Digital health solutions

  • Improve access, deliver quality care
  • Expand delivery outside hospital and doctor’s office
  • Anytime, anywhere patient – provider connectivity

Culture of health

American businesses strive to deliver successful customer experiences, improve sales and retain colleagues; creating a culture of heath is one way in which many employers are looking to improve all three. Health policy is driving a higher level of consumer engagement from health plan selection to transparency outcomes data awareness. Likewise, key healthcare stakeholders are focused intensely on patient engagement and advocacy to improve health outcomes. With such emphasis on cultures of health surrounding employees, could workers’ compensation programs benefit from a culture of health model?

We will also look at “claim design considerations” – how you should approach them under the ACA, as well as the opportunities that may present themselves.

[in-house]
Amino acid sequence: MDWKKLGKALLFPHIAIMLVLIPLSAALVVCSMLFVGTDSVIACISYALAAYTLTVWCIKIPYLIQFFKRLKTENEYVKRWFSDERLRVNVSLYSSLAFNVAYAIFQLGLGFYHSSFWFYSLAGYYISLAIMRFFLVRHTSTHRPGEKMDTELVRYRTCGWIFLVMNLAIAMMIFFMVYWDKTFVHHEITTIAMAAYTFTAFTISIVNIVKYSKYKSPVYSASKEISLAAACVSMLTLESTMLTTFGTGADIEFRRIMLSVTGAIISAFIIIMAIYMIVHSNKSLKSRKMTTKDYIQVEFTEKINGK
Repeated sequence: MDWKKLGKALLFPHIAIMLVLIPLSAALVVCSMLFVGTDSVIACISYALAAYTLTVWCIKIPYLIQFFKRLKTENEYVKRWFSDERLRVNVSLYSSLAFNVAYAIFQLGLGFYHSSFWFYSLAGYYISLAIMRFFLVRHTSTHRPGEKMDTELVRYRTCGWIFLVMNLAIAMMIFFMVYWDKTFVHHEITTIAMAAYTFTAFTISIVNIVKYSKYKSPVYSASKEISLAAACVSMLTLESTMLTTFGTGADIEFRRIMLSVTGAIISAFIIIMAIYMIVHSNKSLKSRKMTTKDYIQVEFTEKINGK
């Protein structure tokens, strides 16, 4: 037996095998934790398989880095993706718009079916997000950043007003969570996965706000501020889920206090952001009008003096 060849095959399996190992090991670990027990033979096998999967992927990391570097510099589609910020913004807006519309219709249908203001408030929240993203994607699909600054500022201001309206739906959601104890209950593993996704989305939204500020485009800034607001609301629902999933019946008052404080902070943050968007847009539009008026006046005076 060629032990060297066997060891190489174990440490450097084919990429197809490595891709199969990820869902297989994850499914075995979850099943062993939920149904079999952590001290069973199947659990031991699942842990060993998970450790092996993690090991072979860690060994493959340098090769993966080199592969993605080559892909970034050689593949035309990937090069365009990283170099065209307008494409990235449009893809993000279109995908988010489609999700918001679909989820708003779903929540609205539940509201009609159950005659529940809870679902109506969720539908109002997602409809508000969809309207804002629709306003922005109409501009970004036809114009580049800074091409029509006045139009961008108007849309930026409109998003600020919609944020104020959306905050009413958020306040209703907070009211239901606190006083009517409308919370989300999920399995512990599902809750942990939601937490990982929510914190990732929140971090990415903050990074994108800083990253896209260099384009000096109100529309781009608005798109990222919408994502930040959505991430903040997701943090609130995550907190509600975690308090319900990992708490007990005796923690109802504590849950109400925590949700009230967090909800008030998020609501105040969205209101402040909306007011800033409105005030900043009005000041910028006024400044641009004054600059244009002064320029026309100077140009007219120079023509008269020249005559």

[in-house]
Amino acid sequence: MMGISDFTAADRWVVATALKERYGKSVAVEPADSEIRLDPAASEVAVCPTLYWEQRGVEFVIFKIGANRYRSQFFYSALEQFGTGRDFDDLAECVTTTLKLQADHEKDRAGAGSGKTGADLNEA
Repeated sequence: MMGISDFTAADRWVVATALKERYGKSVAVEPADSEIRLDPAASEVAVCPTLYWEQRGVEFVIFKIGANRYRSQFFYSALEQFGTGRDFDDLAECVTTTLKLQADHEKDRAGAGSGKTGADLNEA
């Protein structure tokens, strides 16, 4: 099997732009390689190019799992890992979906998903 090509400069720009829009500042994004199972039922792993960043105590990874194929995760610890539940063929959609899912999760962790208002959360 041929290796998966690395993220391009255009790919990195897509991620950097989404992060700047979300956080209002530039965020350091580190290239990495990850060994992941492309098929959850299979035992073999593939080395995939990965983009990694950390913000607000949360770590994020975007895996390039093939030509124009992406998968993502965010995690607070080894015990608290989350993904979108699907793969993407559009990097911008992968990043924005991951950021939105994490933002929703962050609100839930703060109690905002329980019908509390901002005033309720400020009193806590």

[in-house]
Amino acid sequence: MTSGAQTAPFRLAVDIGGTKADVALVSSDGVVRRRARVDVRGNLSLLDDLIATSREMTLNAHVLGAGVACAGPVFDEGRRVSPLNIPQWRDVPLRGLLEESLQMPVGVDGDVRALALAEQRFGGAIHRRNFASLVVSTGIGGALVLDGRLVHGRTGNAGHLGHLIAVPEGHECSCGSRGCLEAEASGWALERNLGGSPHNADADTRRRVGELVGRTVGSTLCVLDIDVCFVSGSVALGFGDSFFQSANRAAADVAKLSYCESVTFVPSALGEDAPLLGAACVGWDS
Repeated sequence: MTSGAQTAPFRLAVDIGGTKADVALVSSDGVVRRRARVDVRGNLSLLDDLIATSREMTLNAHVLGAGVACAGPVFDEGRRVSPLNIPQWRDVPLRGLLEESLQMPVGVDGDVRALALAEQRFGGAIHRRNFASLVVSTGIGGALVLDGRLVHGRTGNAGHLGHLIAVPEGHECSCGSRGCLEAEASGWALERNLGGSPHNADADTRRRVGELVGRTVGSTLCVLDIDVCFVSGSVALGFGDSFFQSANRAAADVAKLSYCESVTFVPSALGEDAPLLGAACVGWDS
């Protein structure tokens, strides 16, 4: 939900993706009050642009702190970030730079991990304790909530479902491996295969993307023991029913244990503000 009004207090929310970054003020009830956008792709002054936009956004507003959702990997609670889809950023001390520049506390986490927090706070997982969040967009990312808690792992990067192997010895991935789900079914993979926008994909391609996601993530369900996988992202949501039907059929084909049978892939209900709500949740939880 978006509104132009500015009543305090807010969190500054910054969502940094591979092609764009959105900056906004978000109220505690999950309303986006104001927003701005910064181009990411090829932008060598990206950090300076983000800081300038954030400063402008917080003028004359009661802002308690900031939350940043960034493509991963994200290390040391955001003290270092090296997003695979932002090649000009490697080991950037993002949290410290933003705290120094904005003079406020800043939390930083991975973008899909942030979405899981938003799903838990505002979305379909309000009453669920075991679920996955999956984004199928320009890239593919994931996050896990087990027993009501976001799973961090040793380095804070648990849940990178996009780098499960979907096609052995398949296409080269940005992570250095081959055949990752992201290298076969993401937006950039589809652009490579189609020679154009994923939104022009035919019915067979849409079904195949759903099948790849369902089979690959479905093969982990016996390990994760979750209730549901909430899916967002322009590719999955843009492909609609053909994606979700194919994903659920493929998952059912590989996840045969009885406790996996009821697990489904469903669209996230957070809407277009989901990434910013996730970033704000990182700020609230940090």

As you can see, there is so much to discuss and I can’t wait to exchange ideas on these topics. Please start asking questions now. You can also send me a Tweet @kimberlyanngeo prior to the conference. I look forward to our discussion tomorrow.

Kimberly George, SVP, Senior Healthcare Advisor

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RiskResource-PhysicianRiskBlog100214The rate at which hospitals and health systems are acquiring physician practices and hiring physicians from private practice continues to increase steadily. In the 2012 annual report published by Merritt Hawkins, it is reported that solo practices are disappearing, with projections that by the end of 2014, three in four doctors will work for hospitals.1 Describing the demographics further, Medscape reports more than twice as many physicians under 40 are employed versus self-employed, and more female physicians are employed than male physicians. However, in the age group over 40, more physicians are self-employed.2